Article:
Unmanned aerial vehicles will be buzzing in the skies west of Doha this month as members of Qatar’s Armed Forces conduct reconnaissance drone exercises.
According to coordinates published by Qatar’s state news agency, the exercises will take place in a 1km radius at a special forces group camp between Salwa Road and Al Waab Street, near the Industrial Area.
The drones will fly to a height of 1,200 feet in exercises that will run until the end of September, QNA states.
While the aircraft model was not specified, the Hürriyet Daily News previously reported that Turkish defense manufacturer Baykar Makina sold Qatar 10 mini drones in 2011 for $2.5 million.
According to the company’s website, the Bayraktar is used for short-range reconnaissance and surveillance missions. It is launched by an operator throwing it into the air and can fly for up to 80 minutes. The aircraft is 1.2 meters long and has a wingspan of two meters.
The Turkish drones were the first unmanned aerial vehicles purchased by Qatar, according to Strategic Defence Intelligence, a British website tracking the security industry.
Qatar’s armed forces are not the only ones operating drones here. The country is home to the largest US air base in the Middle East, and the US maintains “drone hubs” in Qatar and in the UAE to conduct renaissance over the Gulf, according to the Washington Post.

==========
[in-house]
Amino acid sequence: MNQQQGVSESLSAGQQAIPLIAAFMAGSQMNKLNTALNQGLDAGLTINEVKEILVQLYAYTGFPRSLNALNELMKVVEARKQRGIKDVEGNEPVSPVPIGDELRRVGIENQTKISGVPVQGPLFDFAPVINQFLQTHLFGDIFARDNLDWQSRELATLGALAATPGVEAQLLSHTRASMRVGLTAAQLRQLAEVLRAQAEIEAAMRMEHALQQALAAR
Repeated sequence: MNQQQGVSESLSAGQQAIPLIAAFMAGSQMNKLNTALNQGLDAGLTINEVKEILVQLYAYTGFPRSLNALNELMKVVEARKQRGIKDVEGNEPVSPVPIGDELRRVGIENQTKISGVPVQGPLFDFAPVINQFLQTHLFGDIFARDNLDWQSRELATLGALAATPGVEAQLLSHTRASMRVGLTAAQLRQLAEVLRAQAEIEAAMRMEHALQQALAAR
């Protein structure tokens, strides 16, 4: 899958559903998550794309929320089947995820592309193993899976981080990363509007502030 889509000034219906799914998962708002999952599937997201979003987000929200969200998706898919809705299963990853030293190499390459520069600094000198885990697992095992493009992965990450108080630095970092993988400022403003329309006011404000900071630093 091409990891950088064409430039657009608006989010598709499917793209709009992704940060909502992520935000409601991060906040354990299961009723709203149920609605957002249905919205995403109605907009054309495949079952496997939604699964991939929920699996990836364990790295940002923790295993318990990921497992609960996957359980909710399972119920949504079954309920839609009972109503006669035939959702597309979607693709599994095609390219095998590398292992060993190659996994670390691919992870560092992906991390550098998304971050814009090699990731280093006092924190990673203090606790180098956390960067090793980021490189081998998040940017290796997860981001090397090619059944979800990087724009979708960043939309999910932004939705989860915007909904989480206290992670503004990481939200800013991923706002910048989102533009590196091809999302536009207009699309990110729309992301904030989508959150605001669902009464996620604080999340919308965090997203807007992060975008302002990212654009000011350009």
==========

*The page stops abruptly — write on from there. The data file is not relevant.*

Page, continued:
Separately, The Sunday Times reports that the US has a fleet of armed unmanned aerial vehicles in Qatar that could be used to attack fighters in Iraq.
Furthermore, US service personnel stationed in Qatar also oversee American drone flights across the broader region. Foreign Policy reported in 2012 that the Combined Air and Space Operations Center at Qatar’s Al Udeid Air Base:
“…serves as a drone operations command and control center throughout the Middle East, including Iraq and Afghanistan, for the U.S. Air Force, which through CAOC manages day-to-day joint air operations. Lawyers are stationed at Al-Udeid 24 hours a day to approve drone strikes carried about by the U.S. military.”
On the civilian side, the Qatar Scientific Club operates a small runway in Al Khor for radio-controlled plane and unmanned aerial vehicle flights. And a drone was used earlier this year to map the Al Ruwayda archaeological site in northern Qatar, according to the Gulf Times.
Some local residents have also posted videos of themselves flying drones for fun in Qatar – something that’s raised privacy concerns in other countries.
The pilot behind this video, however, noted he steers clear of the country’s no-fly zones and government installations.
Quick tip for the QEAF – do not train military pilots on the drone flying. Its two separate worlds of skills and flying.
Also its waste of resources (expensive military pilots).
Recommended watching: http://www.youtube.com/watch?v=JADYuCFCc3Y&
I recommend hiring some of our gamers… 🙂
Good point! In this modern age of remote control warfare Qatar might suddenly find it has a large well trained army already!
We’re certainly used to dealing with the latency issues…
Perhaps the drones can assist with finding the missing British researchers?